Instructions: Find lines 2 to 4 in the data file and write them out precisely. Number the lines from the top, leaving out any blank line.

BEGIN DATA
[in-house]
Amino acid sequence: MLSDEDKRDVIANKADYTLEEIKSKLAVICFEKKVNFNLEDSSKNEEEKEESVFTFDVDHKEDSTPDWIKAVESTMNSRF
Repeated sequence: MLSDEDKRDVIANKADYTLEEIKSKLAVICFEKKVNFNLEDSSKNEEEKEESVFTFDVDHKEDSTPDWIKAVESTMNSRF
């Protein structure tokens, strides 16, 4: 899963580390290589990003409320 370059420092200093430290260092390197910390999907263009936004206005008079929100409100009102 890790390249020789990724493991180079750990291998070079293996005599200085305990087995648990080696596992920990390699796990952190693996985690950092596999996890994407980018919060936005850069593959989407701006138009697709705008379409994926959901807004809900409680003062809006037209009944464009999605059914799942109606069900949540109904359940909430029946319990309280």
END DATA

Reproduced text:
Amino acid sequence: MLSDEDKRDVIANKADYTLEEIKSKLAVICFEKKVNFNLEDSSKNEEEKEESVFTFDVDHKEDSTPDWIKAVESTMNSRF
Repeated sequence: MLSDEDKRDVIANKADYTLEEIKSKLAVICFEKKVNFNLEDSSKNEEEKEESVFTFDVDHKEDSTPDWIKAVESTMNSRF
């Protein structure tokens, strides 16, 4: 899963580390290589990003409320 370059420092200093430290260092390197910390999907263009936004206005008079929100409100009102 890790390249020789990724493991180079750990291998070079293996005599200085305990087995648990080696596992920990390699796990952190693996985690950092596999996890994407980018919060936005850069593959989407701006138009697709705008379409994926959901807004809900409680003062809006037209009944464009999605059914799942109606069900949540109904359940909430029946319990309280």